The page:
In the year 2008 I sat somewhere in a big screen cinema and watched the 007 movie “Quantum of Solace”. The pictures flashed so fast across the screen that I couldn’t really see what was going on. Who was chasing whom and where? At least, I thought this in the first ten minutes of the film. And I wasn’t the only one. Afterwards, I heard a lot of complains about the fast cuts in the movie. A few years later the same thing happened to me again: In 2010 I watched “Somewhere” in a small arthouse cinema. The first scene in the film is about two minutes long and consists of one single shot. You see a part of a small race circuit out in the desert. A black Ferrari drives on it and keeps on coming into the picture and disappearing out of it. I watched the movie several times and every time the same effect appeared in the audience. After a minute of watching, the people started to talk to their neighbours, wondering why nothing happened, or simply lost interest. Normally the average Friday-evening-moviegoer isn’t even aware of these specialties of editing, which I just described. So why did he notice it in these two cases? The answer is an easy one: Because it was very eye-catching. People noticed it, because it was something they hadn’t seen before, they didn’t know how to deal with it. This led to a discussion about the speed of movies: On the one hand that there should be longer shots so that the viewer has a chance to see the pictures; on the other hand we need a fast series of pictures so that we don’t get bored. …


by Daniel Badeda

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Prologue

In the summer of 2012 I was going through a pretty rough time in my life. On one weekend in particular I had messed up pretty bad. I will not go into details here, but I was ashamed of myself. I had become a person I didn’t want to be. I had lost myself, I felt as if I was without direction, I didn’t know who I was anymore. At the end of that eventful weekend I came home into an empty, messed up apartment and I was feeling as miserable as I possibly could. I had reached an absolute low point in my life. I sat down in front of my computer, clicked on the internet browser and my starting page imdb popped open. …


by Mar Sydymanov

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Johnnie To’s “Sparrow” (2008) is everything except an overly masculine, die-hard gangster film for which the director is known for. “Sparrow” is a romanticising portrait of Hong Kong at its best. The cinematic homage is an associative, photographic, anecdotal and most of all episodic film. This becomes explicitly apparent looking at the underlying plot structure: four successful pickpockets individually meet a mysterious woman who is a) as good or even better in pickpocketing than all of them combined, b) a femme fatale who knows about her effect on men and c) in a Stockholm Syndrom-esque relationship with a major pickpocket boss who keeps her close to him by withholding her passport in a safe. She, the irresistible Chung Chun Lei, played by Taiwanese actress Kelly Lin, enters the lives of these four men and brings along trouble to their day-to-day stealing routine. In the end the four men manage to surpass the pickpocket boss in a final street pickpocketing-duel and force him to release Chung Chun Lei as a debt of honour. Thus, by handing out the passport to her she is free to leave Hong Kong for good.
As fragmented as this plot summary appears, as fragmented or rather episodic it actually is. The film jumps from one scene to another, leaving logical gaps in-between. Magic, coincidence and a deus ex machina here and there drive the story forward. Despite the lack of coherence in narration, To manages to orchestrate a set of aesthetic scenes which show the idealised version of a charming Hong Kong in present time. Where aesthetic takes over, the plot becomes secondary. This is especially convenient for the characters who don’t need to develop by any means. They are and they stay one-dimensional with each of their specific set of attributes: the woman is an attractive young female in need (damsel in distress, anyone?); the four pickpockets have each one distinctive position in the group and a corresponding attribute. There is the leader/good guy, the second-in-command/gambler, the comic-relief/the chubby one and the whippersnapper/comic relief #2/the driver/the hotshot. Lastly, there is the pickpocket underground boss who has somewhat a soft spot in his heart and only wants to be loved (but can’t express his need).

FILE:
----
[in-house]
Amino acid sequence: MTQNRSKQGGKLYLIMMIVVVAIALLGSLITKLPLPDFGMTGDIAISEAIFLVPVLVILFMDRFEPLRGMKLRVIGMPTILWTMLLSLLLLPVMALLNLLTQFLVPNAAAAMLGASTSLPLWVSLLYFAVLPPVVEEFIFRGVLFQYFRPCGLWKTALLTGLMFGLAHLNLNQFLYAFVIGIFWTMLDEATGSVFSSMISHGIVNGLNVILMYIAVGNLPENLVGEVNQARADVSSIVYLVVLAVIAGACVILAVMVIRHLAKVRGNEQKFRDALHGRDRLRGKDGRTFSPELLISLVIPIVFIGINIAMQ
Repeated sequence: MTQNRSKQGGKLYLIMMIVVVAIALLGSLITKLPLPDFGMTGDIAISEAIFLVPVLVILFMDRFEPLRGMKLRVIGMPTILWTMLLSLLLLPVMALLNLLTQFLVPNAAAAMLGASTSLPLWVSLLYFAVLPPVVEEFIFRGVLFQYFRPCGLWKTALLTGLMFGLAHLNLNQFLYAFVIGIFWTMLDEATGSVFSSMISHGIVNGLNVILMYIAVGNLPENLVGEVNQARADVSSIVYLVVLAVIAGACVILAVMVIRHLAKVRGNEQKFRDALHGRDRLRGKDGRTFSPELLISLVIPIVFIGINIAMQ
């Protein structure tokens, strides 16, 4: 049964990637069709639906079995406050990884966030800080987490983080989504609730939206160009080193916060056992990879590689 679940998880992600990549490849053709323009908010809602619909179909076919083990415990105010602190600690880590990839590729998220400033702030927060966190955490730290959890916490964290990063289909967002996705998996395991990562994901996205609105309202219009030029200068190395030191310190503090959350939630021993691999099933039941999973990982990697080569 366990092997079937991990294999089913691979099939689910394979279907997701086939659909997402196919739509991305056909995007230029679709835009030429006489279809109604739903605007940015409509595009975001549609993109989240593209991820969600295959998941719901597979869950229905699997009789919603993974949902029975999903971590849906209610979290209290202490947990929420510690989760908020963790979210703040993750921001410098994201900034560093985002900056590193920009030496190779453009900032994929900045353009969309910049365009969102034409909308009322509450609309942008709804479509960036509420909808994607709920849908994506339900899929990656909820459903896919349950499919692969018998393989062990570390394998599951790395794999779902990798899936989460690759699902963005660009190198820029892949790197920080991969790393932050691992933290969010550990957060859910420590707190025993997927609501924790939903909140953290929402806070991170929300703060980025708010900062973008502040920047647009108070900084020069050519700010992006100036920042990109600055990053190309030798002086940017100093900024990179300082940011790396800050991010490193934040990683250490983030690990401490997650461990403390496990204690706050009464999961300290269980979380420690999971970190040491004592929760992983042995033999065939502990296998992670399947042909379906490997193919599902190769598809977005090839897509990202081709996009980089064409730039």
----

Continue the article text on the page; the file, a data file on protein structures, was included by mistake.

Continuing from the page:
Taking in the lack of coherent narration and the one-dimensional characters, To seems to aim for the creation of a feeling rather than a cohesive story. One could conclude that “Sparrow” shares more features with a musical than a caper movie. And indeed Johnny To stated that the cinematic showdown was initially planned to be a musical sequence but due to budget limits couldn’t be realised as such.
Nevertheless, even without the singing and dancing, the film is told as light-heartedly as a musical rendition of it would have probably looked like. This genuine happy-go-lucky vibe becomes already apparent in the first scenes of the film. It all starts with Kei (Simon Yam), the head of the pickpocket team, in his apartment getting ready for another day’s labour. He gets interrupted in his morning routine by a curious sparrow which flies through the window and lands on the apartment floor. He gently catches the bird and throws it out of the window. Moments later however, the sparrow returns and conjures a smile on Kei’s face. …


by Rüdiger Brandis

Feeding Frenzy definition: This phenomenon can be observed when predators are overwhelmed by the amount of prey available. Do you know this feeling? I know I can relate to it: The knowledge that there are so many things to do out there, so many movies to watch, games to play, books to read that I don’t know what to do first. And then there is this shallow feeling afterwards when you notice you ate too much. You were too greedy and stuffed it all in, and now you feel sick and can’t really remember what you put in your mouth. And the stuff is still coming, but it looks all the same: colorful indeed, in little pieces so you don’t choke, but it is still too much. That’s how I feel about movies lately. It seems I have seen enough. …


by Daniel Badeda

I am sitting in a café in Mitte. Saturday afternoon. An early fall day. The sun is shining. I am drinking black coffee, enjoying a few cigarettes and soaking up the last sun-rays of the year. People are walking past me, tourists, families with kids, couples hand in hand, old ones and young ones. Middle-class,seemingly happy-go-lucky belated youngsters in their late twenties, characterized through a sense of fashion that suggests a mixture between an awareness of the importance of external appearance and a moderately bohemian attitude, proudly displaying stylish sunglasses while smoking self-rolled American Spirit/ Pueblo/ Pepe cigarettes. …

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Essayland

Welcome to Essayland, dedicated to host our spontaneous literary outburst on the subject of film.